I returned recently from a major east coast summer basketball camp where I had a lengthy discussion about the recruiting process with the mother of a talented junior. Her son is a good student who already holds offers from D1 schools, none of them big-time. A single mom with two kids who never went to college and never played sports, she told me she has little awareness of colleges or basketball programs. Working two jobs (they are a low income family) leaves her precious little time to deal with the recruiting process. I told her I’d had a conversation at the camp with a coach who said she was not returning his calls. She acknowledged that was a problem and said she feels overwhelmed by all the attention. “There are so many schools”, she said, “how do I handle this”?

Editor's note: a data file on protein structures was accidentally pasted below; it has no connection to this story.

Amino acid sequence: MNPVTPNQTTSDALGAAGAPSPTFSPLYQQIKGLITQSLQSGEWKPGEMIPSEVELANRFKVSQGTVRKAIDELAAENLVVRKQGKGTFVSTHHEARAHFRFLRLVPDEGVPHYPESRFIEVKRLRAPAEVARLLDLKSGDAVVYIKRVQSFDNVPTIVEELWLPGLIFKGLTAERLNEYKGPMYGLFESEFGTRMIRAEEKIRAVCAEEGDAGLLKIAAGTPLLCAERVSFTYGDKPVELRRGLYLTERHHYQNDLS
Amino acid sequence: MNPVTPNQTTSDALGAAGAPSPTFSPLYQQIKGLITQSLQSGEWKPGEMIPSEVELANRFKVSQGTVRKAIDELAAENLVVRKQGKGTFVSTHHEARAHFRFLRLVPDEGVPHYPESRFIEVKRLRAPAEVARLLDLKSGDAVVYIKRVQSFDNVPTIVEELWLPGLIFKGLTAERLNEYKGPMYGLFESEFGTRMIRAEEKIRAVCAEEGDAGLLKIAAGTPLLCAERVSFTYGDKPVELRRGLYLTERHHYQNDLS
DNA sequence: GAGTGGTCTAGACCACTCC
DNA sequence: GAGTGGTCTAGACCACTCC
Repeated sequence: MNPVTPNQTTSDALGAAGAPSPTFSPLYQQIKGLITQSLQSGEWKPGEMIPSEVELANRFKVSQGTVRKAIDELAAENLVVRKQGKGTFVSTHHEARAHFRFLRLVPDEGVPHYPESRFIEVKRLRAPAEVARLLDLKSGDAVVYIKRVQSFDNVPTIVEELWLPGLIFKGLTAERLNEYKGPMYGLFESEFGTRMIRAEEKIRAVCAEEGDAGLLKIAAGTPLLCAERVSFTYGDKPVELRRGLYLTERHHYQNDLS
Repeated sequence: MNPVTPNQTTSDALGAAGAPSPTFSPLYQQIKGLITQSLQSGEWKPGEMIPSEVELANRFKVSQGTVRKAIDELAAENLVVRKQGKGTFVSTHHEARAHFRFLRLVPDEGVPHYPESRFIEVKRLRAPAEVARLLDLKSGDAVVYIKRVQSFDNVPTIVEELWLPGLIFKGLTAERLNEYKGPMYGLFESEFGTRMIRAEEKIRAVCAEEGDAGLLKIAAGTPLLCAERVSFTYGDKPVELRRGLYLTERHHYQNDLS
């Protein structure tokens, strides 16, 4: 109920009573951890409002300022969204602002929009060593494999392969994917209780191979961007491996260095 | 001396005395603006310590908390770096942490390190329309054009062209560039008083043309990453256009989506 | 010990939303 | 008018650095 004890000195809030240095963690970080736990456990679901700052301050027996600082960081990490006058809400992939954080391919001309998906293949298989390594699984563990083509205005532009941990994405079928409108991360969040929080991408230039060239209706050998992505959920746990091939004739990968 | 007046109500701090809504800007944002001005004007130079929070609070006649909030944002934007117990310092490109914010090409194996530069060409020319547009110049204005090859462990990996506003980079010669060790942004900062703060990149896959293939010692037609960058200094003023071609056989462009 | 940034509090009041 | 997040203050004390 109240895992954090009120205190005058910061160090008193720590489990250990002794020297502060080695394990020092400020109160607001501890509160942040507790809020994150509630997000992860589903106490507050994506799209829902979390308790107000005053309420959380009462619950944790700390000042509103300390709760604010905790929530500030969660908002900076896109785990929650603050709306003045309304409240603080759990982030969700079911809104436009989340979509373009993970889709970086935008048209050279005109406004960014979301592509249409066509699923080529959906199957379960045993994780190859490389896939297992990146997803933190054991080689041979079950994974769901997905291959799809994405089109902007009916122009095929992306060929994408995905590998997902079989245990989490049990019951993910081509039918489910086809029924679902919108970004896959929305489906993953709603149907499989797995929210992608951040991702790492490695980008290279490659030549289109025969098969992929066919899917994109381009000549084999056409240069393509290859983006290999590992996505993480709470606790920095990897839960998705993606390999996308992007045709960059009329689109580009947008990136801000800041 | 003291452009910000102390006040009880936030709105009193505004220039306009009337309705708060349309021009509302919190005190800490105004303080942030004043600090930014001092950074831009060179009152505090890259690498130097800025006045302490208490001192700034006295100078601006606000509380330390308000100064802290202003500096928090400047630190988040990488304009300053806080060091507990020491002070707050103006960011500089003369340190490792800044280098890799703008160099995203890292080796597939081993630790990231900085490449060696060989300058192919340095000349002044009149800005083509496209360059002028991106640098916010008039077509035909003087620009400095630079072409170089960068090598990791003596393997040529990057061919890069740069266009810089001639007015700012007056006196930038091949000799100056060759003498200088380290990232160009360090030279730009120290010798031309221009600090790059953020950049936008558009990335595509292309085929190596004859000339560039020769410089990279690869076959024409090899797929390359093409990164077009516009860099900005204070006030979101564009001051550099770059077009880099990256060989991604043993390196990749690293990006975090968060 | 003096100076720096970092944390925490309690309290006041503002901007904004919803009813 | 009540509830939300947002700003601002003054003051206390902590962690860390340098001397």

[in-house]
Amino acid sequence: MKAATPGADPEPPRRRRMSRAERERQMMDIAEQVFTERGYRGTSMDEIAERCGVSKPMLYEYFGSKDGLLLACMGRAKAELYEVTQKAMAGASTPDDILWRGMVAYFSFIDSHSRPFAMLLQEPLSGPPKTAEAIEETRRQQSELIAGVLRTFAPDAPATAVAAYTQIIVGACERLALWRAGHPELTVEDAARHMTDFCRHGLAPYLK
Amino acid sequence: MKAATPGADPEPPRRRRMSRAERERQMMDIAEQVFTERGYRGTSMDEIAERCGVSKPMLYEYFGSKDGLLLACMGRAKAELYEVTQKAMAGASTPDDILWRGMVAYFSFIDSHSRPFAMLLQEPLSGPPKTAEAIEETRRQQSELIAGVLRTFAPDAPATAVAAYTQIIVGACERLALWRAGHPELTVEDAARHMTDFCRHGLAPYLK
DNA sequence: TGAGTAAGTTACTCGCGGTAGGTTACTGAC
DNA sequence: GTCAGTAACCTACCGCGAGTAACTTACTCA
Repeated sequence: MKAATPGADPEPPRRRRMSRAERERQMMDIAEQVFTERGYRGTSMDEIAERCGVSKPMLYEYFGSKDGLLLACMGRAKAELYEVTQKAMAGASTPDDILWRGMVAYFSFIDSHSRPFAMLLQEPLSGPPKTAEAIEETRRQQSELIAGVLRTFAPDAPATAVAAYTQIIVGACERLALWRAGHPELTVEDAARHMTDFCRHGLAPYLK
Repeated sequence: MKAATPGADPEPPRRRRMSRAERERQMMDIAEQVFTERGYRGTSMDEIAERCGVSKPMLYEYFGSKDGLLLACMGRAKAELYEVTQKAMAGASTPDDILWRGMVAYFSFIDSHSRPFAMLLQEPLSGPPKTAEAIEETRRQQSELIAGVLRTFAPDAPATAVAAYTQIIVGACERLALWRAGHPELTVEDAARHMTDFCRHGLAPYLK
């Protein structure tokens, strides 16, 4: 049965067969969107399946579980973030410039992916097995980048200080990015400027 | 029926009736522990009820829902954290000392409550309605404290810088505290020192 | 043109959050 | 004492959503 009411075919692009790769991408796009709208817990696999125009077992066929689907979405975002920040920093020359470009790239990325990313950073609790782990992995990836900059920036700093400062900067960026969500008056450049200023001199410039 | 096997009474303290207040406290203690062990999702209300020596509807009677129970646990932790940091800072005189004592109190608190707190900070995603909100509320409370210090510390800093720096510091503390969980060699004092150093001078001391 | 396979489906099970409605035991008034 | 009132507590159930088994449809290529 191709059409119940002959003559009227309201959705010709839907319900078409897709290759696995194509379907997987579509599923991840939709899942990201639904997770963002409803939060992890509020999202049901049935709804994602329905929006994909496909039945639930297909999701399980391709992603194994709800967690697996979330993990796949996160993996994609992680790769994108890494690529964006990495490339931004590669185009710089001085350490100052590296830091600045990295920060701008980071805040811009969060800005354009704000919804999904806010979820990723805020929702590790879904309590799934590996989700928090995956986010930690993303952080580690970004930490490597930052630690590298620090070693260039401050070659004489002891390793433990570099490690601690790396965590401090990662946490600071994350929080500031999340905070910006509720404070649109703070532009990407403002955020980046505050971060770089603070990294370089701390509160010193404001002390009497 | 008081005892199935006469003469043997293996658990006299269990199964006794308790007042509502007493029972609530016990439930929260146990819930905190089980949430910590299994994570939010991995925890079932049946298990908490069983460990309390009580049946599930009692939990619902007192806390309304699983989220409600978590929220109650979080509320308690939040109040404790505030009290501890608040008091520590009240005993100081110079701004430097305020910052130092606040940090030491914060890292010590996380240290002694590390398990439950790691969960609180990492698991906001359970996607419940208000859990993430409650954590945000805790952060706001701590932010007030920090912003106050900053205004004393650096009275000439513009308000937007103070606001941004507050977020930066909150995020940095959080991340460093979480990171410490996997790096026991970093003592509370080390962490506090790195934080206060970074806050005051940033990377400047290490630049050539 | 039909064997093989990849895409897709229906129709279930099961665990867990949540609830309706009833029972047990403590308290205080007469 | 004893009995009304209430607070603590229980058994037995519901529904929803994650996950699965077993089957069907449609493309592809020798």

The answer is simple, although a surprisingly large number of families never figure it out. Start with the schools offering the most highly rated educations. (See separate blog showing list). This quickly shrinks the list while having the added benefit of keeping priorities straight, often next to impossible in this process, even for those who are good at it. Focusing on the top-rated academic schools cuts the number of possible schools from approximately 265 (outside the big-time basketball conferences) to about 45, while maintaining priorities. For most, only about half of those 45 will actually show recruiting interest. Now the list is manageable and efficient, goals are intact and focus is tight. The chance of success has increased greatly.